by Lily Liu
While reading “My Son the Fanatic”, I found myself beginning to search for parts of the text that felt relatable to my own experiences. There are plenty of differences between the story of Ali and Parvez and mine: setting, family dynamics, and the origins of such conflicts, but the larger themes resonated with me. Ali looks down on Parvez for not being religious, but Parvez recounts his time in Pakistan where he was made to study the Koran, the methods of which and their “indignity” caused him to avoid religion altogether.
Like Parvez, my parents are first-generation immigrants. The differences in their childhoods, time as students, and experience of what China was like and their understanding of the culture are all slightly unfathomable to me. This isn’t for a lack of effort or care, but simply because what they choose to tell me about doesn’t replace the extent of their knowledge. Without knowing the entirety of their background, there’s no way I should be able to judge my parents’ opinions on aspects of Chinese culture. There’s an emphasis to be made on the word “judge”- while I should take into account how they may differ from mine, I’m still at liberty to make my own decisions and act accordingly. Parvez oversteps in thinking he can push against Ali’s own choices instead of simply respecting them, even going so far as to resort to physical violence out of frustration in the end of the story. Ali lacks the ability to empathize and understand Parvez’s actions and lifestyle based on his background, stating that Parvez is too “implicated in Western civilization” and acting self-righteous without any semblance of respect for others who didn’t meet his standards. Focused and fixed on their own ideas, both fail to communicate and listen to one another.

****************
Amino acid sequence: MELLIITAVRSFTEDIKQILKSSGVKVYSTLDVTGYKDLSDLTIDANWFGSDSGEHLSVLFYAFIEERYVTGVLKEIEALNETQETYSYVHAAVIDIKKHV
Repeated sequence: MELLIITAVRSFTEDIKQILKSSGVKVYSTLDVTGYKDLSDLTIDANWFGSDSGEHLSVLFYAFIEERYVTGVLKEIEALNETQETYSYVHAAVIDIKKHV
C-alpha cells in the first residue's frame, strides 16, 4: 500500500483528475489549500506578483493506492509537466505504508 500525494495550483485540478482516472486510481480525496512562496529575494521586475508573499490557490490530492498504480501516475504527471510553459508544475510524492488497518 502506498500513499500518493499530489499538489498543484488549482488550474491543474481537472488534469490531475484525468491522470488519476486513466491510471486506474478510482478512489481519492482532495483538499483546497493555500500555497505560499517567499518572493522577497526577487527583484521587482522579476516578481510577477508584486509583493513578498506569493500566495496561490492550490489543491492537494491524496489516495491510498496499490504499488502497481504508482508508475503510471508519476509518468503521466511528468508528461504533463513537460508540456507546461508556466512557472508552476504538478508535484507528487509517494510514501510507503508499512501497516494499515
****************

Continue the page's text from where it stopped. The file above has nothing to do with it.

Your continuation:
Parvez and Ali have room for growth in their interactions with one another. For me, reading “My Son the Fanatic” is a lesson to regard my parents’ actions, as well as our differences in opinion surrounding our lives in America and Chinese heritage, with more empathy.